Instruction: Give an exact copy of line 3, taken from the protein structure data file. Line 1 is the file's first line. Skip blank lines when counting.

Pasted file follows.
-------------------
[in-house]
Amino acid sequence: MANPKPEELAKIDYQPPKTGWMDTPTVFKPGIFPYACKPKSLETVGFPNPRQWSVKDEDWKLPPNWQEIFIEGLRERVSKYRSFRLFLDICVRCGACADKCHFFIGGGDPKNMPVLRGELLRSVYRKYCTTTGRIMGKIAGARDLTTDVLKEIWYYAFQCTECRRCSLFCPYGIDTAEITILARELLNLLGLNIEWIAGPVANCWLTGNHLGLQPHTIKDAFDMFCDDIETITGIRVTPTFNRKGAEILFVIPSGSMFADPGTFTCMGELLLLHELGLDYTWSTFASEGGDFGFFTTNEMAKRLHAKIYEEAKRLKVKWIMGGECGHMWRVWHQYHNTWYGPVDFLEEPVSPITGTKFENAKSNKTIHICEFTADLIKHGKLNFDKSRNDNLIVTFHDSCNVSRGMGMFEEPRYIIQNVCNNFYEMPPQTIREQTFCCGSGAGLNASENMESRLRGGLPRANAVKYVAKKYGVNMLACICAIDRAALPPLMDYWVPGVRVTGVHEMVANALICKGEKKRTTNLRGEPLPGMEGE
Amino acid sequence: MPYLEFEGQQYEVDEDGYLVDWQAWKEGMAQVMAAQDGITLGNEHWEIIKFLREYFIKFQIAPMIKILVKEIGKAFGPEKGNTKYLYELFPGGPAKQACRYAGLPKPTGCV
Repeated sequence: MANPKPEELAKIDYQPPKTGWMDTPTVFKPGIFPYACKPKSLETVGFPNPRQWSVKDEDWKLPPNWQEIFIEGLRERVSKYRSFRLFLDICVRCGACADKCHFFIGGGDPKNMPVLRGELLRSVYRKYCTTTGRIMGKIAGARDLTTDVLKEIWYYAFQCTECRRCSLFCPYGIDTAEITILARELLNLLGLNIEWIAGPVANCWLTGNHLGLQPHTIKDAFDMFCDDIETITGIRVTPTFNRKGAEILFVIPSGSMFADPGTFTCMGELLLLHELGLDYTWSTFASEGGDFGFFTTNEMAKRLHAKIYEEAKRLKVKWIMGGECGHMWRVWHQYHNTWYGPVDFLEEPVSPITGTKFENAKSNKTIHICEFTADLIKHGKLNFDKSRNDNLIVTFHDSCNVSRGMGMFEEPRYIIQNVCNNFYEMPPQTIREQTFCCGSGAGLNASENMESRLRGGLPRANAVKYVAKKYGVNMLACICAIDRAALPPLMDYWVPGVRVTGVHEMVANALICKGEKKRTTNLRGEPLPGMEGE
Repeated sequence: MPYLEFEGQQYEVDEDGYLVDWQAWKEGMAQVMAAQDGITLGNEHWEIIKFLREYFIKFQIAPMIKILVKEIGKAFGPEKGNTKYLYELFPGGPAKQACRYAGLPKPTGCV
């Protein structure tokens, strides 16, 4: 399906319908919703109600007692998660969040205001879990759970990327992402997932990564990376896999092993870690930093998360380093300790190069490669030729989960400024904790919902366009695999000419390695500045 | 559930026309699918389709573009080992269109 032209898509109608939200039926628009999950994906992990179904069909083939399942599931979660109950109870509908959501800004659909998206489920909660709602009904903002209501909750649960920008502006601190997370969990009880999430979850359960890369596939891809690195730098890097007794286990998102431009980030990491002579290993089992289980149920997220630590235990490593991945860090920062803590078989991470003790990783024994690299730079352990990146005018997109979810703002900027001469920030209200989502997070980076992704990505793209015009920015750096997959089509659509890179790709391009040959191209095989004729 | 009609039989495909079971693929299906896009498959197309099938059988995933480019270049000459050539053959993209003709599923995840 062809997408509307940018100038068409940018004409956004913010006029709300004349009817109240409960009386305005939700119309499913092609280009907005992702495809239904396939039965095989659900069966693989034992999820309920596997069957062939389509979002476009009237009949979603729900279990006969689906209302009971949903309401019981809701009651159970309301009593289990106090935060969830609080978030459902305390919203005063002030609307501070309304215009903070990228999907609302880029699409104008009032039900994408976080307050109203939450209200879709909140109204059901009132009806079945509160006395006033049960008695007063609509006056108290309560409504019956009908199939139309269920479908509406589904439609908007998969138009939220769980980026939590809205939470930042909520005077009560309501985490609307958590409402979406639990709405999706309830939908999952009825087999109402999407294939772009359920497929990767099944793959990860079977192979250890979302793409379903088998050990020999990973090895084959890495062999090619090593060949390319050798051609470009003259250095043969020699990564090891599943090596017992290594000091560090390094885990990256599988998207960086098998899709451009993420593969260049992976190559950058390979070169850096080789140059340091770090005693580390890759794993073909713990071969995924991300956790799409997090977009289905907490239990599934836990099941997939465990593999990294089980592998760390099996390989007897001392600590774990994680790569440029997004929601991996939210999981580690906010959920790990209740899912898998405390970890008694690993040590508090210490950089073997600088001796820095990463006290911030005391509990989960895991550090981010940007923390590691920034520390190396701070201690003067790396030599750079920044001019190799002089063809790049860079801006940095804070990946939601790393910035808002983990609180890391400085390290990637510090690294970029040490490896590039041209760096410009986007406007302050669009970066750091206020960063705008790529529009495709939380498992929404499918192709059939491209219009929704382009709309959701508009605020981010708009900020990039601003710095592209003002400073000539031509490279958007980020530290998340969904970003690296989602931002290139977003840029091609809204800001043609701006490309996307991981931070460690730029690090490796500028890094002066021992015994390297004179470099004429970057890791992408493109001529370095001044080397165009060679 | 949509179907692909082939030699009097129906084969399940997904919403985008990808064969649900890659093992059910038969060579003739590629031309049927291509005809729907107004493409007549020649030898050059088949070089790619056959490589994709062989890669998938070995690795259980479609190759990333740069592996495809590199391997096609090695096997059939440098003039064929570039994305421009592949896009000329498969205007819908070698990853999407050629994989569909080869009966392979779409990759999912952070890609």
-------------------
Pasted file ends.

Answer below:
Amino acid sequence: MPYLEFEGQQYEVDEDGYLVDWQAWKEGMAQVMAAQDGITLGNEHWEIIKFLREYFIKFQIAPMIKILVKEIGKAFGPEKGNTKYLYELFPGGPAKQACRYAGLPKPTGCV